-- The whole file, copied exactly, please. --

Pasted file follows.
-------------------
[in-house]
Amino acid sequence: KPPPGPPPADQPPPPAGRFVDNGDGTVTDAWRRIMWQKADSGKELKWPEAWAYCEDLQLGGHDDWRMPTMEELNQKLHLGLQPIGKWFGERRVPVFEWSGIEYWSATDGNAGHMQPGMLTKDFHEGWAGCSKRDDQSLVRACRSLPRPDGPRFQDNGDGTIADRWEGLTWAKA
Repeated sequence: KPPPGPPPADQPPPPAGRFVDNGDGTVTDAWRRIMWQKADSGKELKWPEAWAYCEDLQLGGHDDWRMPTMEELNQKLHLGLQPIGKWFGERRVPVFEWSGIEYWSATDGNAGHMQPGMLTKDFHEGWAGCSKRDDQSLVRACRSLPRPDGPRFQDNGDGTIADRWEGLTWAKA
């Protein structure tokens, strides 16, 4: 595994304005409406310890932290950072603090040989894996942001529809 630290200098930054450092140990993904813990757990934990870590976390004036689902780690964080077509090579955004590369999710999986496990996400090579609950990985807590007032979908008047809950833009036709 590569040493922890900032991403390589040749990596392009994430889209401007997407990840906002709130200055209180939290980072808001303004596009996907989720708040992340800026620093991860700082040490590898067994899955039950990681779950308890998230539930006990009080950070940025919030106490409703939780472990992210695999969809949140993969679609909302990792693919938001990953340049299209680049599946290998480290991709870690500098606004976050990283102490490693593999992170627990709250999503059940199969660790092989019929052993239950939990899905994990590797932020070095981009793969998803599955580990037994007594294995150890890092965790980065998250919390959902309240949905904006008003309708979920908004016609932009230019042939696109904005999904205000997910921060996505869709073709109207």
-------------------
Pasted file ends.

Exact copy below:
[in-house]
Amino acid sequence: KPPPGPPPADQPPPPAGRFVDNGDGTVTDAWRRIMWQKADSGKELKWPEAWAYCEDLQLGGHDDWRMPTMEELNQKLHLGLQPIGKWFGERRVPVFEWSGIEYWSATDGNAGHMQPGMLTKDFHEGWAGCSKRDDQSLVRACRSLPRPDGPRFQDNGDGTIADRWEGLTWAKA
Repeated sequence: KPPPGPPPADQPPPPAGRFVDNGDGTVTDAWRRIMWQKADSGKELKWPEAWAYCEDLQLGGHDDWRMPTMEELNQKLHLGLQPIGKWFGERRVPVFEWSGIEYWSATDGNAGHMQPGMLTKDFHEGWAGCSKRDDQSLVRACRSLPRPDGPRFQDNGDGTIADRWEGLTWAKA
């Protein structure tokens, strides 16, 4: 595994304005409406310890932290950072603090040989894996942001529809 630290200098930054450092140990993904813990757990934990870590976390004036689902780690964080077509090579955004590369999710999986496990996400090579609950990985807590007032979908008047809950833009036709 590569040493922890900032991403390589040749990596392009994430889209401007997407990840906002709130200055209180939290980072808001303004596009996907989720708040992340800026620093991860700082040490590898067994899955039950990681779950308890998230539930006990009080950070940025919030106490409703939780472990992210695999969809949140993969679609909302990792693919938001990953340049299209680049599946290998480290991709870690500098606004976050990283102490490693593999992170627990709250999503059940199969660790092989019929052993239950939990899905994990590797932020070095981009793969998803599955580990037994007594294995150890890092965790980065998250919390959902309240949905904006008003309708979920908004016609932009230019042939696109904005999904205000997910921060996505869709073709109207």